“The Second Coming”, written by William Butler Yeats, was published nearly one year after the end of the First World War, and during a time when many traditional ideas were being questioned and overturned. Those who lived through the war felt that it was catastrophic (nine million people lost their lives), while still others felt the reasons for going into war were ill conceived. In the end, many were not convinced that “the war to end all wars” had actually solved anything. “The Second Coming” could be viewed as Yeats’ own commentary on what was thought to be the end of a dying era, and the beginning of more progressive one. While Yeats believes that the upheaval he’s depicting in his poem is necessary, recurring, and inevitable, he fears what it may cost society, and is very ambivalent about what the future holds.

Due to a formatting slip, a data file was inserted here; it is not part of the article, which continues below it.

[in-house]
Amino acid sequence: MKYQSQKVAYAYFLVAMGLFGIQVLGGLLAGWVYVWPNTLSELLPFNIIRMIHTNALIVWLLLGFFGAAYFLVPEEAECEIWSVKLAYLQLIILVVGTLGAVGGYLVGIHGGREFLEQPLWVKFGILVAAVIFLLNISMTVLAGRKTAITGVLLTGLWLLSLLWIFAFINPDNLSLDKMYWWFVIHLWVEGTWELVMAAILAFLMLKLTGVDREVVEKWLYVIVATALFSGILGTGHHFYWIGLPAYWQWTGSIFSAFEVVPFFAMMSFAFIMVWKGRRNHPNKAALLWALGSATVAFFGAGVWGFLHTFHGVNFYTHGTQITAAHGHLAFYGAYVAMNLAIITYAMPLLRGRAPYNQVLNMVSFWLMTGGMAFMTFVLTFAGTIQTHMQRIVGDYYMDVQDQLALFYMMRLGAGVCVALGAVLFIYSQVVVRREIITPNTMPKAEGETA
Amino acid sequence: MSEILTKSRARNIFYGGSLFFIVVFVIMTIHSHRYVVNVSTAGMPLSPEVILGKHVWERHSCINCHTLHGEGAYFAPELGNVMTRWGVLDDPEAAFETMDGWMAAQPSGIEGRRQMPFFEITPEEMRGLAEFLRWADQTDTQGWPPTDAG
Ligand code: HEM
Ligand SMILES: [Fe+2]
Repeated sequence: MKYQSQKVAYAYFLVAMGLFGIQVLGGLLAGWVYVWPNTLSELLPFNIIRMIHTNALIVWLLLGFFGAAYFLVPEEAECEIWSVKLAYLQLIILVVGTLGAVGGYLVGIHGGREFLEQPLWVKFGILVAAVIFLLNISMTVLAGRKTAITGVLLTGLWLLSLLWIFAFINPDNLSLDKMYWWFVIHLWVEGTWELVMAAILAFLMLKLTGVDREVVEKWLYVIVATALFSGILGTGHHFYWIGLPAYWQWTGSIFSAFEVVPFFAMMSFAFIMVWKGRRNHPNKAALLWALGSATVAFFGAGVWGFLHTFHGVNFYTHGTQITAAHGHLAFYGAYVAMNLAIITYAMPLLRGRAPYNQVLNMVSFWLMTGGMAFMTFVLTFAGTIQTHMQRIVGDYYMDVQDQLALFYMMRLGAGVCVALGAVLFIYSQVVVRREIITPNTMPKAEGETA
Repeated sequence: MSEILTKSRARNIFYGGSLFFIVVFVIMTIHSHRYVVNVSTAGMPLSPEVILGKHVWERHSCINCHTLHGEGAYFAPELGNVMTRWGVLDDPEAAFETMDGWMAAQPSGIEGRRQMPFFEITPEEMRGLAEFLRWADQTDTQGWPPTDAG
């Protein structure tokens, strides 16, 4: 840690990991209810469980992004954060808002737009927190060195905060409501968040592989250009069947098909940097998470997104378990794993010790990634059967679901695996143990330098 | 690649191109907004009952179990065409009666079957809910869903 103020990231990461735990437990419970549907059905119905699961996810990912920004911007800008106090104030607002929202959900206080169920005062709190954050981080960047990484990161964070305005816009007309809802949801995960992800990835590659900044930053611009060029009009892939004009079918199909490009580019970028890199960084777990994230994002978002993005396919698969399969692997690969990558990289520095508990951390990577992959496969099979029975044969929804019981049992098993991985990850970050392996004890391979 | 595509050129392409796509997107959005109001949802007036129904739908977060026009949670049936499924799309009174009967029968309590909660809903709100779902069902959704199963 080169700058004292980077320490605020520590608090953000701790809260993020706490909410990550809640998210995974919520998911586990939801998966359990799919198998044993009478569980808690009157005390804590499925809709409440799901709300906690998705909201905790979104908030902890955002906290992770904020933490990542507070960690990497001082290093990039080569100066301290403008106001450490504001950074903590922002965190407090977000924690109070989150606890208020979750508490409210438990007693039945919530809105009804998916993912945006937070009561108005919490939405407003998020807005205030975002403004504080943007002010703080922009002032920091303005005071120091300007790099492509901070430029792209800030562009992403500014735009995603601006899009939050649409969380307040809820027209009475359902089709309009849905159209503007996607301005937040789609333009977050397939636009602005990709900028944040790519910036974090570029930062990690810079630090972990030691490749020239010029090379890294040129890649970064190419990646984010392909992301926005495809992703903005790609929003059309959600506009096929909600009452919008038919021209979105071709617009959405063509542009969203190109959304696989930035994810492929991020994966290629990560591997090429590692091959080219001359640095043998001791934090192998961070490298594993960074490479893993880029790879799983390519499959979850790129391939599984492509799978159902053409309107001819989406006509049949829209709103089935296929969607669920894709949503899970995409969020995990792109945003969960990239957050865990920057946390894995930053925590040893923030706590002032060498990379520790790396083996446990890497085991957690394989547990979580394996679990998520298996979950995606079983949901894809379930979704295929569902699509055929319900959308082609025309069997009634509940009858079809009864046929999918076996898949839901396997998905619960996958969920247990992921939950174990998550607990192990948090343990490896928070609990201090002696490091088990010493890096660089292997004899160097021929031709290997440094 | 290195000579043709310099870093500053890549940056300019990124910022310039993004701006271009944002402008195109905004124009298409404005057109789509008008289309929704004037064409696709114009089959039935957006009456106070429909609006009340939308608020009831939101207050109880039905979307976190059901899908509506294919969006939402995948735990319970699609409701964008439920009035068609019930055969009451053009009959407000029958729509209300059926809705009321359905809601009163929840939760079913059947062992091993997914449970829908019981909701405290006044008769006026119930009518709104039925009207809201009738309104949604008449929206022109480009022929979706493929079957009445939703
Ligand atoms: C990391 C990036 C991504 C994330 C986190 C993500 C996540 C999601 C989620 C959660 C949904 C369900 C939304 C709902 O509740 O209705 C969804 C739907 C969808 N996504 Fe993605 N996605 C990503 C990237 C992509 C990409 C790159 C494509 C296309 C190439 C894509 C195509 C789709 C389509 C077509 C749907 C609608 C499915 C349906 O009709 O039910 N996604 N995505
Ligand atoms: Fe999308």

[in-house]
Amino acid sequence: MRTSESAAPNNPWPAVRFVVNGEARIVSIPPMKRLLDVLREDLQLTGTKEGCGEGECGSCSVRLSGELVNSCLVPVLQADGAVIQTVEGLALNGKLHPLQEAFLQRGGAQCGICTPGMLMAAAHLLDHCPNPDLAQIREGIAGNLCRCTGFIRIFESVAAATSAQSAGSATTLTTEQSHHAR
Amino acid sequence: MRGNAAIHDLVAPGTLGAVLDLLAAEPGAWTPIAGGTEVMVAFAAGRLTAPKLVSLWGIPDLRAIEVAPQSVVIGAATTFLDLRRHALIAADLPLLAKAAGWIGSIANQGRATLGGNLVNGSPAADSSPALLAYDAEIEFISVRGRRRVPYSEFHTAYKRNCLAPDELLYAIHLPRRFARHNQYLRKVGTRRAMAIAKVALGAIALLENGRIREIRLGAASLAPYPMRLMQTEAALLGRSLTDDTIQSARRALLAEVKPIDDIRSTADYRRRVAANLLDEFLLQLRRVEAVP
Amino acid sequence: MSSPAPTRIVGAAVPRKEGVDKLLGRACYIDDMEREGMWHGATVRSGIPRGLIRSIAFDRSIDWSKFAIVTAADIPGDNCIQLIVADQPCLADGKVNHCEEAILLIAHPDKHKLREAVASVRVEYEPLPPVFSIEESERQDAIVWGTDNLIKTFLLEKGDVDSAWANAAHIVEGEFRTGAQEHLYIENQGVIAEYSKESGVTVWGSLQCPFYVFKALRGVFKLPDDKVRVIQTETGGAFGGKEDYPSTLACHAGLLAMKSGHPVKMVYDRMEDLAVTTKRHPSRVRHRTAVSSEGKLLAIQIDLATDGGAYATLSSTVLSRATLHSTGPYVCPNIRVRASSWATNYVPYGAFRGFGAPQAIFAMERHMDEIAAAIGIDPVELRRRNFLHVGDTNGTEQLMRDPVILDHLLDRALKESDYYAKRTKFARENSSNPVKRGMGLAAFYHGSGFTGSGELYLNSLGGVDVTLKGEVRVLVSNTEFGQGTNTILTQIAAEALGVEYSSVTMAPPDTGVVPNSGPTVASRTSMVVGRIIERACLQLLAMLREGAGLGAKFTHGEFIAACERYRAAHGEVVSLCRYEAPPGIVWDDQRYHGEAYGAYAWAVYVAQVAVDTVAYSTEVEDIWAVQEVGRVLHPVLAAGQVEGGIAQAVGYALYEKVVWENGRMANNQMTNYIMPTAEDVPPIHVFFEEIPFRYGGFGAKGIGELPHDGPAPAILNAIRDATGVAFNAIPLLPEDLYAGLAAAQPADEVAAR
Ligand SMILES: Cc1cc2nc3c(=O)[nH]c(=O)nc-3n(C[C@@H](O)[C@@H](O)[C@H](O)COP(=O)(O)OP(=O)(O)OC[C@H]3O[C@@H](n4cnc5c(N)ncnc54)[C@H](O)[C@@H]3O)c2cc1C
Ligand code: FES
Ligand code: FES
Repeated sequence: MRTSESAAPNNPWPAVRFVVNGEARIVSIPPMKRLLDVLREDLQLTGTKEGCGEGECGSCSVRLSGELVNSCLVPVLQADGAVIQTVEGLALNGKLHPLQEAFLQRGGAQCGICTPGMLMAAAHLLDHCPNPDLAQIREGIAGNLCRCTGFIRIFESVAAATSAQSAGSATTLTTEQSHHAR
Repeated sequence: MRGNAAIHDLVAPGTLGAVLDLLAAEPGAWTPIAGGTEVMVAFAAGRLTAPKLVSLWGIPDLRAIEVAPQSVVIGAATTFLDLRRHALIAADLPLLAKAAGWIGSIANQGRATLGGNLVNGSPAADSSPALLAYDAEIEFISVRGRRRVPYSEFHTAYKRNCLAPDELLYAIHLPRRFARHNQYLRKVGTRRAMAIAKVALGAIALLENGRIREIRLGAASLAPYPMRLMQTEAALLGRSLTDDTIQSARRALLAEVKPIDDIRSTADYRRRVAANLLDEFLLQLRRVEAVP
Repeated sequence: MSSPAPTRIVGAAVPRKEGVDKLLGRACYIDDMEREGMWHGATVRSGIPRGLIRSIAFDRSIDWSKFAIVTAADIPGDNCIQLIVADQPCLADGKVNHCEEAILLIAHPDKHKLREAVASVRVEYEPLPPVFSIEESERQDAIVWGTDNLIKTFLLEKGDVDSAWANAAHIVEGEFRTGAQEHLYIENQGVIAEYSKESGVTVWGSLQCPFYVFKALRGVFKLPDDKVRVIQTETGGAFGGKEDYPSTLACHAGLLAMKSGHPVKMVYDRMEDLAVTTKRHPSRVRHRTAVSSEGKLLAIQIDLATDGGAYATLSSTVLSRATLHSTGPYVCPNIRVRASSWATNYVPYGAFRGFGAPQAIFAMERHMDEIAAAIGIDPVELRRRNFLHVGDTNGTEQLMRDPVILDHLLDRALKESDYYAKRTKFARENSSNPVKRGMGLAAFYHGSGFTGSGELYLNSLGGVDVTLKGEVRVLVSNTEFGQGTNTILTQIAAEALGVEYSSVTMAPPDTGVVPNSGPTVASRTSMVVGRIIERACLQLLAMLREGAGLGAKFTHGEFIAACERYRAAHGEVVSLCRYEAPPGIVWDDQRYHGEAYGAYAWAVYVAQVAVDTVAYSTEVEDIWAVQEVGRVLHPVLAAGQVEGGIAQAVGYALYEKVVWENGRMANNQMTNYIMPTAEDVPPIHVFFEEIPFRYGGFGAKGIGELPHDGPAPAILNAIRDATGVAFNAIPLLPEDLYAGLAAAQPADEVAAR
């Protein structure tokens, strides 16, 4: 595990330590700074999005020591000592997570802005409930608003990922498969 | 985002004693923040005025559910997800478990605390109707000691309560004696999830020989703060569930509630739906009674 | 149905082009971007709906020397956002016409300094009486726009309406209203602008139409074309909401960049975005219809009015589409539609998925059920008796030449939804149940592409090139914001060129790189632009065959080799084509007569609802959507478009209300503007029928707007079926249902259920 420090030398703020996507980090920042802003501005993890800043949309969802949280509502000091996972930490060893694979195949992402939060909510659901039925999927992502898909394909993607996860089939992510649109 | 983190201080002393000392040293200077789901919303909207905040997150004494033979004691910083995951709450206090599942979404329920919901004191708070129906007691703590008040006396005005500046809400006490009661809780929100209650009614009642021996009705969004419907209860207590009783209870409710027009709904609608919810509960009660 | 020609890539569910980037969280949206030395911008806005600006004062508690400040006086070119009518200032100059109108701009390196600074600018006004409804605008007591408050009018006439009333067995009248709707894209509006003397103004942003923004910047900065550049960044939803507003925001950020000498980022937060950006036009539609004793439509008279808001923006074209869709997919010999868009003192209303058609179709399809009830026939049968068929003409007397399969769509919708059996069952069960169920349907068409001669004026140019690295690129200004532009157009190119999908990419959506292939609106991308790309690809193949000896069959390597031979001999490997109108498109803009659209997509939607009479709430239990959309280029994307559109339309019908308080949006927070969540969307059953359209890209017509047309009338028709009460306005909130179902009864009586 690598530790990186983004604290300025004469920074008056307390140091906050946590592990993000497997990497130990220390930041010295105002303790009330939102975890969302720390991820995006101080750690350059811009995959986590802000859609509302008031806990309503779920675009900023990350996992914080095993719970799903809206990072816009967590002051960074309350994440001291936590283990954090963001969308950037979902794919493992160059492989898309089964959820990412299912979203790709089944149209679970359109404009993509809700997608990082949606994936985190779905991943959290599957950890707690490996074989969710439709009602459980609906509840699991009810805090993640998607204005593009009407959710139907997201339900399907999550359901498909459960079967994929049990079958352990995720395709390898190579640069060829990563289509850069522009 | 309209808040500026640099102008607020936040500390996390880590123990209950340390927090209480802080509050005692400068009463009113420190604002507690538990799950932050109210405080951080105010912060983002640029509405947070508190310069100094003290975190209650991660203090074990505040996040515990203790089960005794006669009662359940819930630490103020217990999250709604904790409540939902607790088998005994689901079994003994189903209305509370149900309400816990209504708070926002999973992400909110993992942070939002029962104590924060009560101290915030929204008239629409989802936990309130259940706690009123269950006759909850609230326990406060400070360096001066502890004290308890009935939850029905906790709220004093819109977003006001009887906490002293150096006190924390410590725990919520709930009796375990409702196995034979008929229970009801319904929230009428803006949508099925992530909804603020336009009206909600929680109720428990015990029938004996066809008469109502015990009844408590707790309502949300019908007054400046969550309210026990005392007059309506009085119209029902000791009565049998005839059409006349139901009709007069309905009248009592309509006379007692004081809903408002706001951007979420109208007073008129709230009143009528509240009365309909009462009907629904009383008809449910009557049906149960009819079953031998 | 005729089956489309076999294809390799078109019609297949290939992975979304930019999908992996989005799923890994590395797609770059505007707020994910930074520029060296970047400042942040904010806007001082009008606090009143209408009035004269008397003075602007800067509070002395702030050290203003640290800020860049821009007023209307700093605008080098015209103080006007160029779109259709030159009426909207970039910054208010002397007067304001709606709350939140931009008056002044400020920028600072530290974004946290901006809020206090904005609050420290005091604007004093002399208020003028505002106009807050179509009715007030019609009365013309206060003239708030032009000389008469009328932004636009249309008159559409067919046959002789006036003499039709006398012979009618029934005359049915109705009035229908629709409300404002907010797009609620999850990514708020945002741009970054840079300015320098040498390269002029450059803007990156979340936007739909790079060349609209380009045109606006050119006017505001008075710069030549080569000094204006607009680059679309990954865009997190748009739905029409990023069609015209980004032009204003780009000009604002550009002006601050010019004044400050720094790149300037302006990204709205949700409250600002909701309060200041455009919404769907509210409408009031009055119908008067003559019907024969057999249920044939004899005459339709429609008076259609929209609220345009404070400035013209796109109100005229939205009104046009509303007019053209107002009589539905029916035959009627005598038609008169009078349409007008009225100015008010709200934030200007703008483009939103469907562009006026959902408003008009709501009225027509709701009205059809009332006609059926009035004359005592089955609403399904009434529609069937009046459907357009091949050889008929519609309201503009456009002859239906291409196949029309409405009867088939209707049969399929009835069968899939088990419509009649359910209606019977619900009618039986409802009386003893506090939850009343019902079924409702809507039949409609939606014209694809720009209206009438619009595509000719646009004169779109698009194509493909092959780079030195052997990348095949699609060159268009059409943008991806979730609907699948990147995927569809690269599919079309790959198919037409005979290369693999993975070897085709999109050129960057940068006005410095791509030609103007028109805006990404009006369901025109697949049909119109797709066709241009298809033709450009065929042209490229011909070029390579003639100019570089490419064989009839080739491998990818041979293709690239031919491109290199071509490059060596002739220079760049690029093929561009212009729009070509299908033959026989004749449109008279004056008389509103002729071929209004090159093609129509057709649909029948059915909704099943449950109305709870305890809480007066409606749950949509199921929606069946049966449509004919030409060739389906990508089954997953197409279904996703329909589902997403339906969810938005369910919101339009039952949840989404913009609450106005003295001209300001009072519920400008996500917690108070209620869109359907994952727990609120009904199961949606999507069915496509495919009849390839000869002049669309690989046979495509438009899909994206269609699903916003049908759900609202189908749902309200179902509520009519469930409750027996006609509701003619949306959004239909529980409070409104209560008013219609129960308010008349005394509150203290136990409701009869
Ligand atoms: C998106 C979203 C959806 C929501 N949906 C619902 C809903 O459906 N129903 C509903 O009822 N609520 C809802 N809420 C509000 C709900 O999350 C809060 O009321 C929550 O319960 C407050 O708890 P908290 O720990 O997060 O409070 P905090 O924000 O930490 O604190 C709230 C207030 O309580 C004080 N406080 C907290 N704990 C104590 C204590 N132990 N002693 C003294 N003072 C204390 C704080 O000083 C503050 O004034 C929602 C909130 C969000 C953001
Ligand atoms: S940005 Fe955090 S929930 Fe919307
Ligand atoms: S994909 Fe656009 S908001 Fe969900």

In the first half of his poem, Yeats paints a picture that many can relate to the end times, found in the book of Revelations of the Christian Bible. Written in prose, he describes the end of the existing world order, brought forth by death, war, destruction, and chaos. The disastrous event Yeats describes in his poem is foreordained with the image of a gyre, or wheel. “Turning and turning in the widening gyre” (1) literally means that a big wheel is turning. This wheel could also be considered along the lines of a Wheel of Fortune card in a tarot deck, meant to reflect destiny, fate, superior forces, or movement. In the second line, Yeats describes the chaos around him with the imagery of the falconer who’s lost control of his falcon, followed with the line “Things fall apart;…” (3). Falconry, once considered a symbol of high status during the medieval time period, could possibly indicate a shift in social and class structures. The image Yeats may be depicting is that of a world, which at one point had some kind of order and purpose, was now falling apart and becoming more chaotic. The remainder of the stanza depicts a pandemonium erupting from...
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